If you are a young adult in your twenties or thirties, the death of a parent can be one of life’s most difficult and challenging experiences. No matter how much time you were able to spend with your parent, in the wake of a loss, it may never feel like it was enough. Although your parent has died, there are ways for you to commemorate the important role they played in your life.
Here are some suggestions for coping with the death of a parent from cancer as a young adult:
Acknowledge the loss. Allowing yourself to recognize this loss can be very difficult, especially if it is the first significant loss that you have experienced in your life or within your network of friends. You may discover yourself overwhelmed by preparing for your parent’s funeral or memorial service. Remembrance ceremonies and even the support you may receive from family and friends immediately following your parent’s death can be overwhelming at times. It is important to allow yourself time to process your feelings. Time will help you better understand what you have been through.
Allow yourself to grieve in the way that is right for you. Do not feel you have to prevent yourself from feeling sad and crying or, conversely, that you need to cry in order to show others that you are grieving. The feelings associated with the death of a parent may be intense and the grief can sometimes make us feel awkward. No-one though can tell you how to grieve. Grief is a difficult journey, especially if you are unsure with regard to how or what you should be feeling.
Understand that grief manifests itself differently for each individual. It is important to remember that everyone grieves differently and in their own time. Some individuals may express their grief outwardly while others may internalize or repress their grief. For instance, you may notice that certain family members find comfort in being with others and feeling connected. Other family members may distance themselves from social interactions in order to grieve on their own. There is no right or wrong way to grieve. It can be helpful to keep in mind that everyone in your family has been affected by the death of your parent. Be kind to yourself and to others.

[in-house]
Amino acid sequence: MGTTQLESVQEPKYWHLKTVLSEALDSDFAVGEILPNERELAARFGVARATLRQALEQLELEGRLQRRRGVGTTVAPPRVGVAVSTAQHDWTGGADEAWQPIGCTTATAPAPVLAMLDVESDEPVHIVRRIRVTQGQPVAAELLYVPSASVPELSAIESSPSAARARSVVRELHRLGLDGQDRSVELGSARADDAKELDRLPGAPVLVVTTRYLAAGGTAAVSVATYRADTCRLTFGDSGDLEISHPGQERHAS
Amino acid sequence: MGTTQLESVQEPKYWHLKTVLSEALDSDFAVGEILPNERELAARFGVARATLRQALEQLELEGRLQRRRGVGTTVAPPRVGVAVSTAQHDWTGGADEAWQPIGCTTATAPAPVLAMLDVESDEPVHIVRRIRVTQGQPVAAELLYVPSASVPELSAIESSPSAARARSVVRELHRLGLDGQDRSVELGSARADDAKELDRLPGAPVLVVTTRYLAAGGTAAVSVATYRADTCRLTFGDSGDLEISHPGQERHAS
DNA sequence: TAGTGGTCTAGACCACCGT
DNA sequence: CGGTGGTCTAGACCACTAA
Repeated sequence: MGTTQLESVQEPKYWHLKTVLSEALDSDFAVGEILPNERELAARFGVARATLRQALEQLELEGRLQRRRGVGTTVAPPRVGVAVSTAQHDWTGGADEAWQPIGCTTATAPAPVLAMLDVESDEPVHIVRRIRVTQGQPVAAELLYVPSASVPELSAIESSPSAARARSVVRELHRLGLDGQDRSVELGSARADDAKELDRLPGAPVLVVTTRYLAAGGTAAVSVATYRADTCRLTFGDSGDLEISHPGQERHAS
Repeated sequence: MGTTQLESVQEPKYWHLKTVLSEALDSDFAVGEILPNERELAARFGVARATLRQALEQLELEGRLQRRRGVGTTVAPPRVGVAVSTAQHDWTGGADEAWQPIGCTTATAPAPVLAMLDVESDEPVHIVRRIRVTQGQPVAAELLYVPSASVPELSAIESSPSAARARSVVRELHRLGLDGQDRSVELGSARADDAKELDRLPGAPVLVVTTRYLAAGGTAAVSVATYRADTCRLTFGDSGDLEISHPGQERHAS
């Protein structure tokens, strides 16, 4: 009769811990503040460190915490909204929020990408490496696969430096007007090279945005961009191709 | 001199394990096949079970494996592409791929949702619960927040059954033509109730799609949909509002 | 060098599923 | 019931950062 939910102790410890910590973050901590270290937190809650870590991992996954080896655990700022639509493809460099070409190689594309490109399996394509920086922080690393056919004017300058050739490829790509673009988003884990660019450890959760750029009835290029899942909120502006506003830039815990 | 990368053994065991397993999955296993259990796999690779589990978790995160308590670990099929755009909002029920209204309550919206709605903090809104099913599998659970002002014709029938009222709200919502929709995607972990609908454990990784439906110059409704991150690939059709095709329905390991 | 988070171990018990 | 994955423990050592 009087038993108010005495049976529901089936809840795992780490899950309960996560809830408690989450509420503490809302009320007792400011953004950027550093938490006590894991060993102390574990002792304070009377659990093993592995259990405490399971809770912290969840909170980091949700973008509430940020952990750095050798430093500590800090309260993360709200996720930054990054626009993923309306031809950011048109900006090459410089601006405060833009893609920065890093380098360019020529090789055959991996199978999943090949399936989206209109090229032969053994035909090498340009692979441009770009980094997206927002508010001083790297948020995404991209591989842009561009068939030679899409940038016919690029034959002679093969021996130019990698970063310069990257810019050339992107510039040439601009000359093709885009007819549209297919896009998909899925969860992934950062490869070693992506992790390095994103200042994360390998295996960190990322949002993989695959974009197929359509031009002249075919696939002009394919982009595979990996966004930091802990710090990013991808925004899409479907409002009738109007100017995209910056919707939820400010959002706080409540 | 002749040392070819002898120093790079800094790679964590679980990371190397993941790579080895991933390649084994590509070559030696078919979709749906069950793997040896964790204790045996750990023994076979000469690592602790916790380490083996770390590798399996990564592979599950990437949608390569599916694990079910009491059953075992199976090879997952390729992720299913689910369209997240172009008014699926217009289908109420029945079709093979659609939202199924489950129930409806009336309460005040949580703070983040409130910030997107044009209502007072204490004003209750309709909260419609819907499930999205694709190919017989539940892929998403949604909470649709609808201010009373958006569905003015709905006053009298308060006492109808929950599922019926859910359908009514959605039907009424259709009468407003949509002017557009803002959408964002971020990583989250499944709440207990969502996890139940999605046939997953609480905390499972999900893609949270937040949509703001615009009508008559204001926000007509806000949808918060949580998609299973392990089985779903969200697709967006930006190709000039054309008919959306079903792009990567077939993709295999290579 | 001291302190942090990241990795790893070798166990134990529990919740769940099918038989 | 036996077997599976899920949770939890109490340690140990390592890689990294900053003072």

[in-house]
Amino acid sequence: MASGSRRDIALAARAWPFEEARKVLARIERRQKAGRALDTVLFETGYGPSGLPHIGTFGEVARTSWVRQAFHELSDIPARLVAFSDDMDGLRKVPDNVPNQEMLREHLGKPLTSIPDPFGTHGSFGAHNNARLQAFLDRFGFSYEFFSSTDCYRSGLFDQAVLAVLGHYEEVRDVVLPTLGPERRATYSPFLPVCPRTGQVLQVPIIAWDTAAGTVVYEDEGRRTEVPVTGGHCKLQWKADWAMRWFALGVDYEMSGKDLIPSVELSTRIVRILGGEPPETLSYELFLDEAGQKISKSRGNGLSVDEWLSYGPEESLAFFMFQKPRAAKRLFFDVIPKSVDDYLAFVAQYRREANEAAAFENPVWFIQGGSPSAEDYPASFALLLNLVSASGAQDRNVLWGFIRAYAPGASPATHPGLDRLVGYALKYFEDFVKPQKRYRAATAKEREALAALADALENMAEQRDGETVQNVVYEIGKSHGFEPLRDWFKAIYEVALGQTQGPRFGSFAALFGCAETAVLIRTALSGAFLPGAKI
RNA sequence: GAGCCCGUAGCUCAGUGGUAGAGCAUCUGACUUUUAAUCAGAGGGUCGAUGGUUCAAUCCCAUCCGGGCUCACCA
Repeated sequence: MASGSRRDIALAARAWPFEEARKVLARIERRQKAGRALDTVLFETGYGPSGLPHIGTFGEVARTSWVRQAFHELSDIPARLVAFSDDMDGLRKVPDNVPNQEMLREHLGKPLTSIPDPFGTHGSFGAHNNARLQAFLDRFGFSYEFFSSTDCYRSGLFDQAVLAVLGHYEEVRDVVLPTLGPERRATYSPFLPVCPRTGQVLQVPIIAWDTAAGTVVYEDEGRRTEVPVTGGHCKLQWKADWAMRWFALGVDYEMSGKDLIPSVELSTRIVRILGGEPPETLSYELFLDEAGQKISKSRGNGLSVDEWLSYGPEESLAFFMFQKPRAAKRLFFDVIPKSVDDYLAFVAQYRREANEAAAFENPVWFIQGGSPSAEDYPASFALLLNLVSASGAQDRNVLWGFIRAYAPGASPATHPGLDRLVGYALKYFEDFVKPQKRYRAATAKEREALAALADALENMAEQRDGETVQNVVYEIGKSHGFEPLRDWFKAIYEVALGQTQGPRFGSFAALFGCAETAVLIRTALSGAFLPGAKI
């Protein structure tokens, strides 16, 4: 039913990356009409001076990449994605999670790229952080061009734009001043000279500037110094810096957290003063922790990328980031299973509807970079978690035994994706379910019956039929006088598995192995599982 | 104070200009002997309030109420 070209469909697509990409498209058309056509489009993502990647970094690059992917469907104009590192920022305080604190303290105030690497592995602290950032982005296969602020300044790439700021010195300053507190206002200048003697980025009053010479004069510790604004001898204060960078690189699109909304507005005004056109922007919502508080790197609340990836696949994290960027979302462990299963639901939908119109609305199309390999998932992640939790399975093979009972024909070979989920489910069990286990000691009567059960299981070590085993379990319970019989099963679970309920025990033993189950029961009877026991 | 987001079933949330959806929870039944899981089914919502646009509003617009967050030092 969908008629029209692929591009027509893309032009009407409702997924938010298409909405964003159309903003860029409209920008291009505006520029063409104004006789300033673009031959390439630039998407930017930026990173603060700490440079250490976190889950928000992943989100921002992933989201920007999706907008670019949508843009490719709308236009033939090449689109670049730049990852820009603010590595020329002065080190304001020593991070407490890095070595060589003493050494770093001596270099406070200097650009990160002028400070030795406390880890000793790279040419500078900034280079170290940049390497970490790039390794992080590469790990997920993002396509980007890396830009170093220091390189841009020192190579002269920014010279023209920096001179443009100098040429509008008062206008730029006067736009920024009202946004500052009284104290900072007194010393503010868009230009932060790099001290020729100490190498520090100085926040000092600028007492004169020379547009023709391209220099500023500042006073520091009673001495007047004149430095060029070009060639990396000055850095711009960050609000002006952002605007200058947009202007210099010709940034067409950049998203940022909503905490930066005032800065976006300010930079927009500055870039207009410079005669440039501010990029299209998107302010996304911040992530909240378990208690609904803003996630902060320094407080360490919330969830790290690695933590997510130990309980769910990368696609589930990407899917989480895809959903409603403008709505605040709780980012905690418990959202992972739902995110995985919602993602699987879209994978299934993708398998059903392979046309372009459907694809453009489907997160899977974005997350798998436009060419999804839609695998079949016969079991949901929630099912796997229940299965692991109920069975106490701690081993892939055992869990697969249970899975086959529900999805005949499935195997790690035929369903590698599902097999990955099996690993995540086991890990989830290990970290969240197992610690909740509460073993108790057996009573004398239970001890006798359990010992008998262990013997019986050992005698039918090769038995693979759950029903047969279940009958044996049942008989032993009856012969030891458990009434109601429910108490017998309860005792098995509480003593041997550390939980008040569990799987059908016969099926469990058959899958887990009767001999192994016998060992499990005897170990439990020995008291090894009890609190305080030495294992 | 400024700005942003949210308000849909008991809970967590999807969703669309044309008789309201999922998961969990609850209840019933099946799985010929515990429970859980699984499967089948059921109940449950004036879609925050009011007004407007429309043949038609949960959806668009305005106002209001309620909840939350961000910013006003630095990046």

Talk about your grief. Talking about your grief and sharing your feelings with family members and friends can help you cope with the loss of a parent. Although you may all be members of the same family, no one may truly know or understand what everyone is thinking or how they are feeling. If family members and friends believe that you are isolating yourself, it can be helpful to explain your experience to them. Acknowledging everyone’s grief will honor the experience of the loss.
Establish a “new normal.” When you experience the death of a parent, your whole world irrevocably changes. Your world that was once so familiar may now appear strange to you. It is important to use this time to create new meanings in your life. This is a process, and it can be helpful to establish new and creative ways of coping with these feelings. Although it may seem odd initially, over time this new normal will become an integral part of your life.